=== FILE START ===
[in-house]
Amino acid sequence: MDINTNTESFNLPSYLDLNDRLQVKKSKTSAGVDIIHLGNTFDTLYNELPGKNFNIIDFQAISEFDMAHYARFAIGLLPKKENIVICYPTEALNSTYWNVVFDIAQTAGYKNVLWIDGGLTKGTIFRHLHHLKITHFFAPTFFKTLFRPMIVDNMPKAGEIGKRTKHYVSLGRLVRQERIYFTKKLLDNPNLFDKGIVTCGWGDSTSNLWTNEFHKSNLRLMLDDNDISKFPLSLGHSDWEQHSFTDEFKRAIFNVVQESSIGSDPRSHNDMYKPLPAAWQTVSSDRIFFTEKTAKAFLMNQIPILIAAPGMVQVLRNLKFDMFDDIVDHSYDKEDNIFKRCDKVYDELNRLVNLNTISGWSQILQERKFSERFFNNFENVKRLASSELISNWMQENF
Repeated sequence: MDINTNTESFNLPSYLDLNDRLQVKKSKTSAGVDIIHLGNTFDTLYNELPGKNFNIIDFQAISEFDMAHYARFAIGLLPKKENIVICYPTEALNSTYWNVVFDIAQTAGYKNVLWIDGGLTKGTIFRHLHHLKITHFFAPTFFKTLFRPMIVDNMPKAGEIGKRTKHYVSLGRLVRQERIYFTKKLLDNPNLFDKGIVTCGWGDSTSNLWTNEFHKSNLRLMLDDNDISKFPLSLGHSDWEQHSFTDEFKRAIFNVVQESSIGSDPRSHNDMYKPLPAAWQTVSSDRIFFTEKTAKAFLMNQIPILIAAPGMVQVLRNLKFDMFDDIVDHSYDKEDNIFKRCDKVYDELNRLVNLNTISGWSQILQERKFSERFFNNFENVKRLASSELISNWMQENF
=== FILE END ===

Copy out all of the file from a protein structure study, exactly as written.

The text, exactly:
[in-house]
Amino acid sequence: MDINTNTESFNLPSYLDLNDRLQVKKSKTSAGVDIIHLGNTFDTLYNELPGKNFNIIDFQAISEFDMAHYARFAIGLLPKKENIVICYPTEALNSTYWNVVFDIAQTAGYKNVLWIDGGLTKGTIFRHLHHLKITHFFAPTFFKTLFRPMIVDNMPKAGEIGKRTKHYVSLGRLVRQERIYFTKKLLDNPNLFDKGIVTCGWGDSTSNLWTNEFHKSNLRLMLDDNDISKFPLSLGHSDWEQHSFTDEFKRAIFNVVQESSIGSDPRSHNDMYKPLPAAWQTVSSDRIFFTEKTAKAFLMNQIPILIAAPGMVQVLRNLKFDMFDDIVDHSYDKEDNIFKRCDKVYDELNRLVNLNTISGWSQILQERKFSERFFNNFENVKRLASSELISNWMQENF
Repeated sequence: MDINTNTESFNLPSYLDLNDRLQVKKSKTSAGVDIIHLGNTFDTLYNELPGKNFNIIDFQAISEFDMAHYARFAIGLLPKKENIVICYPTEALNSTYWNVVFDIAQTAGYKNVLWIDGGLTKGTIFRHLHHLKITHFFAPTFFKTLFRPMIVDNMPKAGEIGKRTKHYVSLGRLVRQERIYFTKKLLDNPNLFDKGIVTCGWGDSTSNLWTNEFHKSNLRLMLDDNDISKFPLSLGHSDWEQHSFTDEFKRAIFNVVQESSIGSDPRSHNDMYKPLPAAWQTVSSDRIFFTEKTAKAFLMNQIPILIAAPGMVQVLRNLKFDMFDDIVDHSYDKEDNIFKRCDKVYDELNRLVNLNTISGWSQILQERKFSERFFNNFENVKRLASSELISNWMQENF